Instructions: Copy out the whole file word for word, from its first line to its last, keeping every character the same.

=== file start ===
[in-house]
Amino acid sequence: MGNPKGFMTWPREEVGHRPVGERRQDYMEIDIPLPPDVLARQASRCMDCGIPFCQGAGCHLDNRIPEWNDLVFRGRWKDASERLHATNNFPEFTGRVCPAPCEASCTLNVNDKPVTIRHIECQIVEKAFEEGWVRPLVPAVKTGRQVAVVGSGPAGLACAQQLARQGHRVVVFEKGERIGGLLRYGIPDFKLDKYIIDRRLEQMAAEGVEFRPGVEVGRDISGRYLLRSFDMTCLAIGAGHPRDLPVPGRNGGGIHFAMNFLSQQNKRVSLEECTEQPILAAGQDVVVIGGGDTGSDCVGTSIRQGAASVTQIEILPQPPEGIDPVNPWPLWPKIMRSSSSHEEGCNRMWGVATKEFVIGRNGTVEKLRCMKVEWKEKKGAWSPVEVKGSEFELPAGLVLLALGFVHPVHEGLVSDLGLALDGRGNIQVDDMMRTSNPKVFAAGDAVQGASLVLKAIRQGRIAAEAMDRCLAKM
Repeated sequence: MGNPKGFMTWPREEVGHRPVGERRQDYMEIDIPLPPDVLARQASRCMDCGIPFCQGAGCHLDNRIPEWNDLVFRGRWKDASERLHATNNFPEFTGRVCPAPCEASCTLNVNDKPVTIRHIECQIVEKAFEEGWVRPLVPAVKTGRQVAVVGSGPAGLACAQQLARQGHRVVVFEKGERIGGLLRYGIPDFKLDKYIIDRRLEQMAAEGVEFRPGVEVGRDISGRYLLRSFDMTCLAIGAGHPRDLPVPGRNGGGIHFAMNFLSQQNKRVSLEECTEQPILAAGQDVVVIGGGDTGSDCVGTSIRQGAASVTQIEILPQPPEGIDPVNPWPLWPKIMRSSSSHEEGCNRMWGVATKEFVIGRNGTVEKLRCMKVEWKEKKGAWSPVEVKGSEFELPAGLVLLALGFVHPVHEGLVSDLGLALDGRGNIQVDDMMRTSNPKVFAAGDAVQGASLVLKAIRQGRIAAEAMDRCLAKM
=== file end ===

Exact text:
[in-house]
Amino acid sequence: MGNPKGFMTWPREEVGHRPVGERRQDYMEIDIPLPPDVLARQASRCMDCGIPFCQGAGCHLDNRIPEWNDLVFRGRWKDASERLHATNNFPEFTGRVCPAPCEASCTLNVNDKPVTIRHIECQIVEKAFEEGWVRPLVPAVKTGRQVAVVGSGPAGLACAQQLARQGHRVVVFEKGERIGGLLRYGIPDFKLDKYIIDRRLEQMAAEGVEFRPGVEVGRDISGRYLLRSFDMTCLAIGAGHPRDLPVPGRNGGGIHFAMNFLSQQNKRVSLEECTEQPILAAGQDVVVIGGGDTGSDCVGTSIRQGAASVTQIEILPQPPEGIDPVNPWPLWPKIMRSSSSHEEGCNRMWGVATKEFVIGRNGTVEKLRCMKVEWKEKKGAWSPVEVKGSEFELPAGLVLLALGFVHPVHEGLVSDLGLALDGRGNIQVDDMMRTSNPKVFAAGDAVQGASLVLKAIRQGRIAAEAMDRCLAKM
Repeated sequence: MGNPKGFMTWPREEVGHRPVGERRQDYMEIDIPLPPDVLARQASRCMDCGIPFCQGAGCHLDNRIPEWNDLVFRGRWKDASERLHATNNFPEFTGRVCPAPCEASCTLNVNDKPVTIRHIECQIVEKAFEEGWVRPLVPAVKTGRQVAVVGSGPAGLACAQQLARQGHRVVVFEKGERIGGLLRYGIPDFKLDKYIIDRRLEQMAAEGVEFRPGVEVGRDISGRYLLRSFDMTCLAIGAGHPRDLPVPGRNGGGIHFAMNFLSQQNKRVSLEECTEQPILAAGQDVVVIGGGDTGSDCVGTSIRQGAASVTQIEILPQPPEGIDPVNPWPLWPKIMRSSSSHEEGCNRMWGVATKEFVIGRNGTVEKLRCMKVEWKEKKGAWSPVEVKGSEFELPAGLVLLALGFVHPVHEGLVSDLGLALDGRGNIQVDDMMRTSNPKVFAAGDAVQGASLVLKAIRQGRIAAEAMDRCLAKM